The second set of College Football Playoff standings were released on Tuesday, and though there was no change to the Top Four spots there was notable movement involving the teams on the outside looking in. A handful of teams fell out of contention while a few others who just a week ago may have been considered long shots are now right in the thick of things.
But we have so much football left to be played before the semifinal pairings are finalized on Dec. 3. This weekend's slate of games no doubt will have a major impact on how things shake out as the Top Three teams are all on the road against ranked opponents on Saturday.
Using the latest College Football Playoff rankings and the upcoming schedule, we've projected how things will stand when the playoffs are announced in four weeks. This includes a detailed look at some of the top teams and what they have to do to remain in the playoff hunt.
Projected Final Rankings
|Projected Top 8|
Teams to Watch
No. 2 Alabama
Alabama is ranked No. 1 in both the Associated Press and Amway coaches polls, collecting 120-of-126 possible first-place votes. So why are the Crimson Tide (9-0, 6-0 SEC) ranked second in the playoff standings, behind fellow SEC foe Georgia?
Three words: strength of schedule. To this point Alabama's nine opponents are a combined 42-39, with last week's win over LSU the first against a team ranked by the playoff selection committee. Compare that to Georgia (9-0, 6-0), which has wins over two ranked teams including a one-point victory at No. 3 Notre Dame.
Fear not, Crimson Tide fans, Alabama's schedule is about to get much tougher. It starts with Saturday's game at No. 16 Mississippi State, then after an interlude against an FCS opponent they play No. 10 Auburn in the Iron Bowl. After that would be a matchup with Georgia in the SEC championship game, assuming they come out of the West Division on top (or lose once and have Auburn fall at least once).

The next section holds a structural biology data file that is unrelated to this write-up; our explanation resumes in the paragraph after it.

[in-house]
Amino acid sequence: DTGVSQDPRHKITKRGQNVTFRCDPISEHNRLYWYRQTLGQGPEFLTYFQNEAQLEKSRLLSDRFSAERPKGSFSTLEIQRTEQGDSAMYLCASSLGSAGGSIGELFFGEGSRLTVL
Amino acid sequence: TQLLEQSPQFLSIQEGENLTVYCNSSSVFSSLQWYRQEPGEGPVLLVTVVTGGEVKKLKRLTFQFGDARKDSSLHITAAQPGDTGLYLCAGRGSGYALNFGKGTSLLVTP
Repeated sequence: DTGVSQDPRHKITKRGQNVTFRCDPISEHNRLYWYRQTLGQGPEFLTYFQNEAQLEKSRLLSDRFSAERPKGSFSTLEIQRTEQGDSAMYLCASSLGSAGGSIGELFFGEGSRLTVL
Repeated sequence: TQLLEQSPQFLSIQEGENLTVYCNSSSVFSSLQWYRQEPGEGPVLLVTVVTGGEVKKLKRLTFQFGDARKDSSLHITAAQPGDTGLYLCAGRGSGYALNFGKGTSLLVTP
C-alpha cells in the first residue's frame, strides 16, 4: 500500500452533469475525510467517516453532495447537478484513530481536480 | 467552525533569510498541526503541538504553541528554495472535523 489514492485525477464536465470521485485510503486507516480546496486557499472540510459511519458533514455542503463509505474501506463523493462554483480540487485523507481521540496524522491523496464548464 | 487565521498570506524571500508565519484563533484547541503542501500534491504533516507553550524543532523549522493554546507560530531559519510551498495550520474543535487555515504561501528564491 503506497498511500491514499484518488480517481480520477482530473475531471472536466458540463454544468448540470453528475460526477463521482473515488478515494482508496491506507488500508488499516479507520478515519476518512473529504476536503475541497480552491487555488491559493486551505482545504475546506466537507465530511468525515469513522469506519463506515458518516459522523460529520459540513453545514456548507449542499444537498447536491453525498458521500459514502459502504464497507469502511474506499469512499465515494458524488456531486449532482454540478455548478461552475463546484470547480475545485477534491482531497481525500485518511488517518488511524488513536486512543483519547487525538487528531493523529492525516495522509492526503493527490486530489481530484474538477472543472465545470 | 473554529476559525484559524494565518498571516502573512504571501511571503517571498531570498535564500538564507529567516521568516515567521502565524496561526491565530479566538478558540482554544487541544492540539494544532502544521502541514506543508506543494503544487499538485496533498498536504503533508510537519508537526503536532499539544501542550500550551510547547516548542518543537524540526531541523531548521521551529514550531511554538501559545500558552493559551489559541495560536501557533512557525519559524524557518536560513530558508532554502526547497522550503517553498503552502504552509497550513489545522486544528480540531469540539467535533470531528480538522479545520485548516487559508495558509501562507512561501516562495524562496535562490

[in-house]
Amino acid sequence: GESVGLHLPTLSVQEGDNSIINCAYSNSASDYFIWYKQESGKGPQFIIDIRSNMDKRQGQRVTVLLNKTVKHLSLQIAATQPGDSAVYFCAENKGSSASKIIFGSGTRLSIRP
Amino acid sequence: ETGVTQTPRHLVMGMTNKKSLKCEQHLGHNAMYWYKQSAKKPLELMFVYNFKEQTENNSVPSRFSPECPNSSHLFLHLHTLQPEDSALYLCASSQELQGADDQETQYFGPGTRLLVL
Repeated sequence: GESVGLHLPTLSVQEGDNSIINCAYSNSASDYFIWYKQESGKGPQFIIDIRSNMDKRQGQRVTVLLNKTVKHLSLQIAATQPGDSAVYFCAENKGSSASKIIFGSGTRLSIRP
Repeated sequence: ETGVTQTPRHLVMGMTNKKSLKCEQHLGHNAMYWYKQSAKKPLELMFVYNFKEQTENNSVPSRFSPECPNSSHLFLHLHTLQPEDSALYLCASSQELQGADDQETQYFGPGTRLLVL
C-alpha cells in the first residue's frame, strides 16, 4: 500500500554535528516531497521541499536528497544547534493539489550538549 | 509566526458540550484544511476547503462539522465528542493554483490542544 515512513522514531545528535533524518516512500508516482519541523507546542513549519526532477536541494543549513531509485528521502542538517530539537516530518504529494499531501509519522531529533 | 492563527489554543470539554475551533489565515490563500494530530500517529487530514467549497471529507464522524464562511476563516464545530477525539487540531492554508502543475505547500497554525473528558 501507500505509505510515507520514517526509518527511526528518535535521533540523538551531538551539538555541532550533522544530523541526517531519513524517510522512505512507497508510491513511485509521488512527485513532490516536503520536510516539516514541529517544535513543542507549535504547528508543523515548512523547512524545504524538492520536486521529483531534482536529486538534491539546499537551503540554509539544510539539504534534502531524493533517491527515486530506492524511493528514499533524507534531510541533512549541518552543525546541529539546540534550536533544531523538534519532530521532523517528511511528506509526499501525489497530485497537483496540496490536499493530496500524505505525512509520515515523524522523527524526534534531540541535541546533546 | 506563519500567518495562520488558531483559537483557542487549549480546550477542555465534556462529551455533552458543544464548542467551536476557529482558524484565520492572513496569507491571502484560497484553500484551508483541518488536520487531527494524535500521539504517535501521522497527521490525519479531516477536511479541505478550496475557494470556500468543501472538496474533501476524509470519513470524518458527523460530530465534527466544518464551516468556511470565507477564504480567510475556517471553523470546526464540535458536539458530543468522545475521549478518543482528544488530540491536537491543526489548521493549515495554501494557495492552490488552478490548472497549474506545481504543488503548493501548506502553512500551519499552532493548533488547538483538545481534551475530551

According to Jake Rill of SEC Country, Alabama would be No. 1 right now if the BCS system that was used through the 2013 season were still in place.
Keep winning and it won't matter, since an unbeaten run from here on out would include taking out the current No. 1 squad and ensure the Tide end up playing in the Sugar Bowl as the top seed.
No. 3 Notre Dame
The first three years of the College Football Playoff has seen 11-of-12 semifinal spots go to conference champions, the exception being last year when Ohio State snuck in at No. 4 despite not even winning its division in the Big Ten.
Can Notre Dame match that feat by getting in without a conference title? It's the only way the Fighting Irish can since they're independent and don't have that 13th "data point," as the playoff selection committee calls it, to use as a resume booster. Instead they've had a heck of a schedule to use, with Saturday's game at No. 7 Miami (Florida) another tough one.
At 8-1 with its only loss by one point to No. 1 Georgia, Notre Dame is very deserving of its current No. 3 spot. And remaining games with the Hurricanes (8-0), Navy (5-3) and Stanford (6-3) are all valuable enough, in terms of strength of schedule, to keep it in the Top Four ahead of potential power conference champions with one loss.
No. 9 Washington
Small sample size notwithstanding, each year has seen at least one team make the playoffs that wasn't in the Top Four at this point in the season. Two years ago half the eventual field wasn't in the Top 10 of the second rankings, as Oklahoma was 12th and Michigan State 13th before ending up fourth and third, respectively.
Washington is one of several teams on the outside of the Top Four that will hope history continues to repeat itself, though the path for the No. 9 Huskies (8-1, 5-1 Pac-12) is much more steep than for others. And its journey could get derailed sooner than the rest, since they play Friday night at Stanford (6-3, 5-2).
"It should be worth staying up to watch if you are on the east coast," Kevin McGuire of NBC Sports wrote of the 10:30 p.m. ET kickoff.
Though the playoff committee is supposed to weigh a team's overall body of work, how Washington deals with Stanford running back Bryce Love could sway them in the Huskies' favor. Love, the FBS leader in rushing at 182 yards per game, will be facing a Washington defense that is No. 1 overall in yards allowed and yields just 91.1 rushing yards per game.